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The Poacher's' Snare


Our next example represents one of the oldest and best snares in

existence,--simple in construction, and almost infallible in its

operations. It is the one in most common use among the poachers of

England, hence its name. The pieces are three in number, and may

be cut from pine wood, affording easy and profitable employment

for the jack-knife during odd hours and rainy days, when time hangs


The pieces are so simple in form and easy of construction that a

sufficient number for fifty traps might be whittled in less than two

hours, by any smart boy, who is at all handy with his jack-knife.

If a few good broad shingles can be found, the work is even much

easier,--mere splitting and notching being then all that is necessary.

The bait stick should be about eight inches long, pointed at one

end, and supplied with a notch in the other at about half an inch

from the tip. The upright stick should be considerably shorter than

the bait stick, and have a length of about ten inches, one end being

nicely pointed, and the broad side of the other extremity supplied

with a notch similar to the bait stick. About four inches from the

blunt end, and on the narrow side of the stick, a square notch should

be cut, sufficiently large to admit the bait stick loosely. The catch

piece now remains. This should be about two and a-half inches in

width, and bevelled off at each end into a flat edge. The shapes of

the different pieces, together with their setting, will be readily

understood by a look at our illustration.

A hundred of these pieces will make a small bundle, and may be easily

carried by the young trapper, together with his other necessaries,

as he starts off into the woods. He will thus be supplied with parts

for thirty-three traps, all ready to be set, only requiring the

stakes for the pens, which may be easily cut in the woods. Having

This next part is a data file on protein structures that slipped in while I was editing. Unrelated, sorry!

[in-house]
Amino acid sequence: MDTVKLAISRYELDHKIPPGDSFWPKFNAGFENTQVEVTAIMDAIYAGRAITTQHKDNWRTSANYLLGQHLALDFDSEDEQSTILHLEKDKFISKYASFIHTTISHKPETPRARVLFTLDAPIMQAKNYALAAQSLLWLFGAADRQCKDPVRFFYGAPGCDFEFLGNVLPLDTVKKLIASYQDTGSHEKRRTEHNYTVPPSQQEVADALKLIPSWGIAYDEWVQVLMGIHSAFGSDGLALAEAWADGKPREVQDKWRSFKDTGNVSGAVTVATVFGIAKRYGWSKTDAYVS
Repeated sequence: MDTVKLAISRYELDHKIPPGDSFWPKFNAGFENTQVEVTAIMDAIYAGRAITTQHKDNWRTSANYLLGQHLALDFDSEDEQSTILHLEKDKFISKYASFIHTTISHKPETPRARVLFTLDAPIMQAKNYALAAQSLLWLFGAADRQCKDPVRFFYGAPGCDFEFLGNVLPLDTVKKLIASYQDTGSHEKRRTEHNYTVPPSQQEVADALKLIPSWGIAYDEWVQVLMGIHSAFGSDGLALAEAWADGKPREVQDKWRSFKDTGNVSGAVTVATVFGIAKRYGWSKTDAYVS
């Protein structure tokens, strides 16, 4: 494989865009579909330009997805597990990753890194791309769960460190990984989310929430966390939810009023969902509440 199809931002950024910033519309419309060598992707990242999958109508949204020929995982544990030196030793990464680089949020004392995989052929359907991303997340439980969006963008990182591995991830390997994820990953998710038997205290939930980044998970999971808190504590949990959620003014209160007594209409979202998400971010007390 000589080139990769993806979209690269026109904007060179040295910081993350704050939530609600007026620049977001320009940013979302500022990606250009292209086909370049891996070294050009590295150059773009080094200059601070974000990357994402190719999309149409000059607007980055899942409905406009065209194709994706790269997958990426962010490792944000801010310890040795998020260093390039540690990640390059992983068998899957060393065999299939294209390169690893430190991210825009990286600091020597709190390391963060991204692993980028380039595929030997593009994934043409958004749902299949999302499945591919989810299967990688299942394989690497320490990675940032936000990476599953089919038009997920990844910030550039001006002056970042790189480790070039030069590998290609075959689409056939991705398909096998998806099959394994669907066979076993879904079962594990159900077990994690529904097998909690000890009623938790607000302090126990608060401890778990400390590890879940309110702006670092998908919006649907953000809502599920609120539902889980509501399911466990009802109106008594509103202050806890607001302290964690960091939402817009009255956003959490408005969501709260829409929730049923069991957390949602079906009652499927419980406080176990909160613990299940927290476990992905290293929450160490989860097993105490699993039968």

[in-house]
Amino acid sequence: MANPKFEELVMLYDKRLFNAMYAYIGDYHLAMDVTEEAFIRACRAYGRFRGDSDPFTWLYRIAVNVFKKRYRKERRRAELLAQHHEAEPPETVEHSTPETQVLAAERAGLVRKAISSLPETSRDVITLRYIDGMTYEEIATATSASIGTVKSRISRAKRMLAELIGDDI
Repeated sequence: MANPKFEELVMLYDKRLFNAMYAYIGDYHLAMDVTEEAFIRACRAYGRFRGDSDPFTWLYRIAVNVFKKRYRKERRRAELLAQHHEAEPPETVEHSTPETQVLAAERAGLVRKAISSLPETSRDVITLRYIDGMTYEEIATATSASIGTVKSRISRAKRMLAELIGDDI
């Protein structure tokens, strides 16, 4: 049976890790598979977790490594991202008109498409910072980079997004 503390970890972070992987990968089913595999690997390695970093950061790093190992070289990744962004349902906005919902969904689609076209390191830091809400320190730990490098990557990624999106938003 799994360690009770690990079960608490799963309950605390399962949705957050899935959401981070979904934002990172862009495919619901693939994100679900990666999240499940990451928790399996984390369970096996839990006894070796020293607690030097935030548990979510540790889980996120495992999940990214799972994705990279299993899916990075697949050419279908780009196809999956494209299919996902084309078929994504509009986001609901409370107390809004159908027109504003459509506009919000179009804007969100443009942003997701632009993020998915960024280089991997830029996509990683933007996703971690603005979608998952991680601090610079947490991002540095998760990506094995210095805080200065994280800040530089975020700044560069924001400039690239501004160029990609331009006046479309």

selected a flexible sapling about five feet in length, and having

stripped it of its branches, proceed to adjust the pieces. Take one

of the upright sticks, and insert it firmly in the ground, with

its upper notch facing the sapling, and at about four feet distant

from it. Bend down the springer, and by its force determine the

required length for the draw-string attaching one end to the tip

of the sapling, and the other near the end of a catch piece, the

latter having its bevelled side uppermost. The wire noose should

then be attached to the draw-string about six inches above the

catch-piece. The pen should now be constructed as previously directed.

Its entrance should be on the side furthest from the springer,

and should be so built as that the peg in the ground shall be at

the back part of the enclosure. The pen being finished, the trap

may be set.

Insert the bait stick with bait attached into the square notch in

the side of the upright peg; or, if desired, it may be adjusted by

a pivot or nail through both sticks, as seen in our illustration,

always letting the baited end project toward the

opening. Draw down the catch piece, and fit its ends into the notches

in the back of the upright peg and extremity of the bait-stick.

By now pulling the latter slightly, and gently withdrawing the

hand, the pieces will hold themselves together, only awaiting a

lift at the bait to dislodge them. Adjust the wire loop at the

opening of the pen, and you may leave the trap with the utmost

confidence in its ability to take care of itself, and any unlucky

intruder who tries to steal its property.

Most of the snares which we shall describe are constructed from

rough twigs, as these are always to be found in the woods, and

with a little practice are easily cut and shaped into the desired

forms. If desired, however, many of them may be whittled from pine

wood like the foregoing, and the pieces carried in a bundle, ready

for immediate use. In either case, whether made from the rough

twigs or seasoned wood, it is a good plan to have them already

prepared, and thus save time at the trapping ground when time is

more valuable.